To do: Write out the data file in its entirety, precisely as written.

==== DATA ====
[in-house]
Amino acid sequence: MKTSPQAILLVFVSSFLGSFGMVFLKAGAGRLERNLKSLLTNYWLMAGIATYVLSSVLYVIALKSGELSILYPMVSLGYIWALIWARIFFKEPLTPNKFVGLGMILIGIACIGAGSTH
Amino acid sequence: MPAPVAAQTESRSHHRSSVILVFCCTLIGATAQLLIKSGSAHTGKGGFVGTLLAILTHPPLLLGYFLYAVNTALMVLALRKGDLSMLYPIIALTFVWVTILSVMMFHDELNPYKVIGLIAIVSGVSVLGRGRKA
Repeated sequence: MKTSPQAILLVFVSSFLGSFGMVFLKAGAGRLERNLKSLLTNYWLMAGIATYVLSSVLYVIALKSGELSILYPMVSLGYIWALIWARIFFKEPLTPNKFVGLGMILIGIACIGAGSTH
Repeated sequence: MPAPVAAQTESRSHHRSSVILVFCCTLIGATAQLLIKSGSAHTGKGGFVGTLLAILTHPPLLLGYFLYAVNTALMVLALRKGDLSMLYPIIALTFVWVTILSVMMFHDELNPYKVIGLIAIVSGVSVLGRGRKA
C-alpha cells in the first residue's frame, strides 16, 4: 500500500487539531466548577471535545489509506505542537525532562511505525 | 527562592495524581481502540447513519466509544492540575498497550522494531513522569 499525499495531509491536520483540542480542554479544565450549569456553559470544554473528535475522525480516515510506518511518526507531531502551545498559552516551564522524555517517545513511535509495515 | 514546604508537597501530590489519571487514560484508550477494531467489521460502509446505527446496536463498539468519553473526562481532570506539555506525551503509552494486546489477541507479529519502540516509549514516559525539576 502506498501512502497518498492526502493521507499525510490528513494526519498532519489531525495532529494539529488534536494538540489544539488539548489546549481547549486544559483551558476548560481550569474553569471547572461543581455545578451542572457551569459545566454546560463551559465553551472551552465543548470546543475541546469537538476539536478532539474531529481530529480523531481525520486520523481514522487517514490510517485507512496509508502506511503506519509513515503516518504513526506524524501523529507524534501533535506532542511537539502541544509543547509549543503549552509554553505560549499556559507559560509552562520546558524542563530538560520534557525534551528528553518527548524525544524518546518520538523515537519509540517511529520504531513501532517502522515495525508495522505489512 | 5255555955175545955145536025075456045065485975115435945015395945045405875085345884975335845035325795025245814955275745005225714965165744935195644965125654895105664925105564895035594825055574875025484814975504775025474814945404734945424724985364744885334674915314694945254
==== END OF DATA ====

[in-house]
Amino acid sequence: MKTSPQAILLVFVSSFLGSFGMVFLKAGAGRLERNLKSLLTNYWLMAGIATYVLSSVLYVIALKSGELSILYPMVSLGYIWALIWARIFFKEPLTPNKFVGLGMILIGIACIGAGSTH
Amino acid sequence: MPAPVAAQTESRSHHRSSVILVFCCTLIGATAQLLIKSGSAHTGKGGFVGTLLAILTHPPLLLGYFLYAVNTALMVLALRKGDLSMLYPIIALTFVWVTILSVMMFHDELNPYKVIGLIAIVSGVSVLGRGRKA
Repeated sequence: MKTSPQAILLVFVSSFLGSFGMVFLKAGAGRLERNLKSLLTNYWLMAGIATYVLSSVLYVIALKSGELSILYPMVSLGYIWALIWARIFFKEPLTPNKFVGLGMILIGIACIGAGSTH
Repeated sequence: MPAPVAAQTESRSHHRSSVILVFCCTLIGATAQLLIKSGSAHTGKGGFVGTLLAILTHPPLLLGYFLYAVNTALMVLALRKGDLSMLYPIIALTFVWVTILSVMMFHDELNPYKVIGLIAIVSGVSVLGRGRKA
C-alpha cells in the first residue's frame, strides 16, 4: 500500500487539531466548577471535545489509506505542537525532562511505525 | 527562592495524581481502540447513519466509544492540575498497550522494531513522569 499525499495531509491536520483540542480542554479544565450549569456553559470544554473528535475522525480516515510506518511518526507531531502551545498559552516551564522524555517517545513511535509495515 | 514546604508537597501530590489519571487514560484508550477494531467489521460502509446505527446496536463498539468519553473526562481532570506539555506525551503509552494486546489477541507479529519502540516509549514516559525539576 502506498501512502497518498492526502493521507499525510490528513494526519498532519489531525495532529494539529488534536494538540489544539488539548489546549481547549486544559483551558476548560481550569474553569471547572461543581455545578451542572457551569459545566454546560463551559465553551472551552465543548470546543475541546469537538476539536478532539474531529481530529480523531481525520486520523481514522487517514490510517485507512496509508502506511503506519509513515503516518504513526506524524501523529507524534501533535506532542511537539502541544509543547509549543503549552509554553505560549499556559507559560509552562520546558524542563530538560520534557525534551528528553518527548524525544524518546518520538523515537519509540517511529520504531513501532517502522515495525508495522505489512 | 5255555955175545955145536025075456045065485975115435945015395945045405875085345884975335845035325795025245814955275745005225714965165744935195644965125654895105664925105564895035594825055574875025484814975504775025474814945404734945424724985364744885334674915314694945254